Results: Eleven transthoracic FNA (10 lung, 1 pleura) and one BAL from five male and seven female patients with a median age of 66 years were identified. Two patients had a history of pulmonary lymphoma and one had a history of peripheral blood lymphoproliferative disorder. Six cases were incidentally discovered on radiologic examination (5 respiratory symptoms and 1 chest pain). The radiologic lesions varied from small ground glass opacities (GGO) to mass-like consolidations, which included unilateral solitary (5) and unilateral or bilateral multiple lesions (7). The radiologic differential diagnosis included lymphoma, bronchioloalveolar carcinoma (BAC), and infection in 11 cases. In two cases an inflammatory process was initially favored. Prior chronic infection (tuberculosis) was documented in only one case (FNA pleura). All samples were composed predominantly of small centrocyte-like cells. Three cases showed follicular dendritic cell meshworks and marked plasma cell differentiation. All cases showed occasional lymphoid tangles with entrapped epithelial cells, but no classical lymphoepithelial lesions. Multinucleated giant cells were present in seven cases of which two showed granulomas. Granulomas prompted submission of the sample for culture in one case. Immunophenotyping by laser scanning cytometry (10 cases) and immunohistochemistry (2 cases) confirmed B cell clonality and CD5-, CD10- immunophenotype typical of MZL in all cases. PCR showed B cell clonality in three samples (2 FNA, 1 BAL). FISH confirmed a MALT1 translocation in four out of eight cases tested, and trisomy 3 in two out of two cases. Concurrent surgical biopsies were diagnosed independently as EMZL in seven cases. Clinical management was undertaken only on the basis of the combined cytomorphological and molecular findings in five cases.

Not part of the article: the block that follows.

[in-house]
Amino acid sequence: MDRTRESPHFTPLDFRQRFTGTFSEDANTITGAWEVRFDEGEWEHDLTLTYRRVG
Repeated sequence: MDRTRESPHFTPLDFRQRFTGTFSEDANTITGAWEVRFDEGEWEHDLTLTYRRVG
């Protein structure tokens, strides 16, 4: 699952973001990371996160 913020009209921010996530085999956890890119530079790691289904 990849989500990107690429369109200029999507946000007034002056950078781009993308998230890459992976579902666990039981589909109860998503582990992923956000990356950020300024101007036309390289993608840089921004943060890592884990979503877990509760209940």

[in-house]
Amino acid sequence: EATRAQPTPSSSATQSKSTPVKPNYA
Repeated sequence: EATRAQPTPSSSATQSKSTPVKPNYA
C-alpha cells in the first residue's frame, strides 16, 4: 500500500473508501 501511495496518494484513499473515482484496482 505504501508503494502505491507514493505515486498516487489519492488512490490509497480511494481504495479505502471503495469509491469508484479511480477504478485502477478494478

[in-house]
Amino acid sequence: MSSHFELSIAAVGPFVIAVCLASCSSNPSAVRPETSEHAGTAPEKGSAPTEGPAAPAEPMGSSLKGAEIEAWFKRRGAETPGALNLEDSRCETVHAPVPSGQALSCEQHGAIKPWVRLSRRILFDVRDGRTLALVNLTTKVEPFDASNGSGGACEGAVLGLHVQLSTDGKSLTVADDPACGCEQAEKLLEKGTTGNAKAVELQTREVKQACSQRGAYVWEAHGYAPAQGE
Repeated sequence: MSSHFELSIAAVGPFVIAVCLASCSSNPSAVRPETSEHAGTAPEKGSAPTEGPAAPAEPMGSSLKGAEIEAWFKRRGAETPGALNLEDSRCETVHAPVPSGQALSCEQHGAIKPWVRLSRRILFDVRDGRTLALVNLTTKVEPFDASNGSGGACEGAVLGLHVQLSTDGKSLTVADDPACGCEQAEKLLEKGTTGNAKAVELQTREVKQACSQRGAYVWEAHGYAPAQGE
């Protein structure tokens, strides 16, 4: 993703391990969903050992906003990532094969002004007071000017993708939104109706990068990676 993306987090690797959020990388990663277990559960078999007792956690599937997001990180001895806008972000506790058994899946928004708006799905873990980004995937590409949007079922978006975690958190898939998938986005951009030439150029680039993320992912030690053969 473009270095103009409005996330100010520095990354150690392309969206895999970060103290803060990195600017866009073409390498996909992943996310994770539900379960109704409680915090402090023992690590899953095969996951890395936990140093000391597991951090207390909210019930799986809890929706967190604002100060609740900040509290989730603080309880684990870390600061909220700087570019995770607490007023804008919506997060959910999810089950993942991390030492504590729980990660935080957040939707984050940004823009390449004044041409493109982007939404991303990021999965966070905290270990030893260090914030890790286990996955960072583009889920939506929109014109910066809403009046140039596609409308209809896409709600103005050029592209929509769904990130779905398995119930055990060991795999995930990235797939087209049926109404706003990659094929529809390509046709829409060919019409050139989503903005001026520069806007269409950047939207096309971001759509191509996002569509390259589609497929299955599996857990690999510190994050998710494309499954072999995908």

Conclusions: Recognition of a lymphoid infiltrate composed predominantly of small centrocyte-like cells and occasional lymphoid tangles with entrapped epithelial cells at rapid onsite assessment of transthoracic FNA or lymphocytosis in a BAL, in the context of a mass lesion or GGO on imaging, should prompt cell surface marker immunophenotyping, even if granulomas are identified. Specific diagnosis of PP EMZL could also be confirmed by demonstration of MALT1 translocations or trisomy 3 by FISH.